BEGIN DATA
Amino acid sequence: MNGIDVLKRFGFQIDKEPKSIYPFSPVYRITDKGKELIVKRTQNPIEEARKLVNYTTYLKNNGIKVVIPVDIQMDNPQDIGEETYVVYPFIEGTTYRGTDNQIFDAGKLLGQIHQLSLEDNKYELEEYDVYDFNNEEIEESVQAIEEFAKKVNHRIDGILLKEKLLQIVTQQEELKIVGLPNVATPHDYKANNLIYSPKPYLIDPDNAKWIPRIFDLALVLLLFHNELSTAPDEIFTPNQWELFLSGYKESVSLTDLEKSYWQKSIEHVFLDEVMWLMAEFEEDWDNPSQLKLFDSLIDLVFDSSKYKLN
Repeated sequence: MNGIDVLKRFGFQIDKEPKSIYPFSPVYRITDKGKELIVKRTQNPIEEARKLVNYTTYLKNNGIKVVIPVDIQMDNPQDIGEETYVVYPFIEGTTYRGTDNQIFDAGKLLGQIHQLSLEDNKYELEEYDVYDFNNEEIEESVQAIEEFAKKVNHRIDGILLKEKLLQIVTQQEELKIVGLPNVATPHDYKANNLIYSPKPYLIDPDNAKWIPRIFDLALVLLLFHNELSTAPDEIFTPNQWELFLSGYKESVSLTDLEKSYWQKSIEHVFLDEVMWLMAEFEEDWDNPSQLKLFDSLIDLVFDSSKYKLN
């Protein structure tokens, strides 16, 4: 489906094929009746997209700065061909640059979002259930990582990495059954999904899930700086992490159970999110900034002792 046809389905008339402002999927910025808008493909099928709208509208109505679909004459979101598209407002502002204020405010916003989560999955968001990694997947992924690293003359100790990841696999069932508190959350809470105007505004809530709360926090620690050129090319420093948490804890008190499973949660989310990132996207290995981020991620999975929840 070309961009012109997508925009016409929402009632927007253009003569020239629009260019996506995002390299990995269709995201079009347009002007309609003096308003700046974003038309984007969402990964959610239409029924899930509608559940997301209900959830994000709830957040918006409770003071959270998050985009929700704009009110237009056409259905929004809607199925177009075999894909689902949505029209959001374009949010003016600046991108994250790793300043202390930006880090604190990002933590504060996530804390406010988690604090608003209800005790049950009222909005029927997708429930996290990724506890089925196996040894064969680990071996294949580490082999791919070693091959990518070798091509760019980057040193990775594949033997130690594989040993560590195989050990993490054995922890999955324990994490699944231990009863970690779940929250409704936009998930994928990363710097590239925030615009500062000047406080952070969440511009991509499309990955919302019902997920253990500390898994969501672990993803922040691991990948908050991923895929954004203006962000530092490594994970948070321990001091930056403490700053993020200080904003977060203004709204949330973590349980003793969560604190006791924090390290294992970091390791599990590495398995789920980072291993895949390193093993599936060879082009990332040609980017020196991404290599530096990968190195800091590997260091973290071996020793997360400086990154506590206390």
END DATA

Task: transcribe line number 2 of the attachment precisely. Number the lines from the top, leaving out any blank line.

Repeated sequence: MNGIDVLKRFGFQIDKEPKSIYPFSPVYRITDKGKELIVKRTQNPIEEARKLVNYTTYLKNNGIKVVIPVDIQMDNPQDIGEETYVVYPFIEGTTYRGTDNQIFDAGKLLGQIHQLSLEDNKYELEEYDVYDFNNEEIEESVQAIEEFAKKVNHRIDGILLKEKLLQIVTQQEELKIVGLPNVATPHDYKANNLIYSPKPYLIDPDNAKWIPRIFDLALVLLLFHNELSTAPDEIFTPNQWELFLSGYKESVSLTDLEKSYWQKSIEHVFLDEVMWLMAEFEEDWDNPSQLKLFDSLIDLVFDSSKYKLN